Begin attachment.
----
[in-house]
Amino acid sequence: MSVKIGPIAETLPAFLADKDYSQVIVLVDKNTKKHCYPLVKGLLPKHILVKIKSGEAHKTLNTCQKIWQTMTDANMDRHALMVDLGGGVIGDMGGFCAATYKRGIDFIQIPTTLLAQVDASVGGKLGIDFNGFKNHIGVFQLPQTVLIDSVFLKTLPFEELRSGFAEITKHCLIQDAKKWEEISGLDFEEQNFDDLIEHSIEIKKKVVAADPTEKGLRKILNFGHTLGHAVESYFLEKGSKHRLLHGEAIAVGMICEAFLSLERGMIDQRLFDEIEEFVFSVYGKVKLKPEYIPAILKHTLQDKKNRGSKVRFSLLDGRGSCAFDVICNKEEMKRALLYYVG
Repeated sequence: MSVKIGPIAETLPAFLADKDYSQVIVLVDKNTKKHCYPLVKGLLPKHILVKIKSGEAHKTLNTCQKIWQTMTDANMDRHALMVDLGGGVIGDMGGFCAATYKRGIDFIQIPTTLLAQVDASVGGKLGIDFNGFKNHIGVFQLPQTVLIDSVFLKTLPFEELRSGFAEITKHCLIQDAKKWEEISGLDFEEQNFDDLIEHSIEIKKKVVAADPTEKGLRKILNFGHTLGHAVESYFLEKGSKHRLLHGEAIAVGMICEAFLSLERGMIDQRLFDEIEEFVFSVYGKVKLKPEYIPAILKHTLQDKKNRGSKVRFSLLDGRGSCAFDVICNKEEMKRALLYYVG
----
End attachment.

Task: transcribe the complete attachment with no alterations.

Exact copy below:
[in-house]
Amino acid sequence: MSVKIGPIAETLPAFLADKDYSQVIVLVDKNTKKHCYPLVKGLLPKHILVKIKSGEAHKTLNTCQKIWQTMTDANMDRHALMVDLGGGVIGDMGGFCAATYKRGIDFIQIPTTLLAQVDASVGGKLGIDFNGFKNHIGVFQLPQTVLIDSVFLKTLPFEELRSGFAEITKHCLIQDAKKWEEISGLDFEEQNFDDLIEHSIEIKKKVVAADPTEKGLRKILNFGHTLGHAVESYFLEKGSKHRLLHGEAIAVGMICEAFLSLERGMIDQRLFDEIEEFVFSVYGKVKLKPEYIPAILKHTLQDKKNRGSKVRFSLLDGRGSCAFDVICNKEEMKRALLYYVG
Repeated sequence: MSVKIGPIAETLPAFLADKDYSQVIVLVDKNTKKHCYPLVKGLLPKHILVKIKSGEAHKTLNTCQKIWQTMTDANMDRHALMVDLGGGVIGDMGGFCAATYKRGIDFIQIPTTLLAQVDASVGGKLGIDFNGFKNHIGVFQLPQTVLIDSVFLKTLPFEELRSGFAEITKHCLIQDAKKWEEISGLDFEEQNFDDLIEHSIEIKKKVVAADPTEKGLRKILNFGHTLGHAVESYFLEKGSKHRLLHGEAIAVGMICEAFLSLERGMIDQRLFDEIEEFVFSVYGKVKLKPEYIPAILKHTLQDKKNRGSKVRFSLLDGRGSCAFDVICNKEEMKRALLYYVG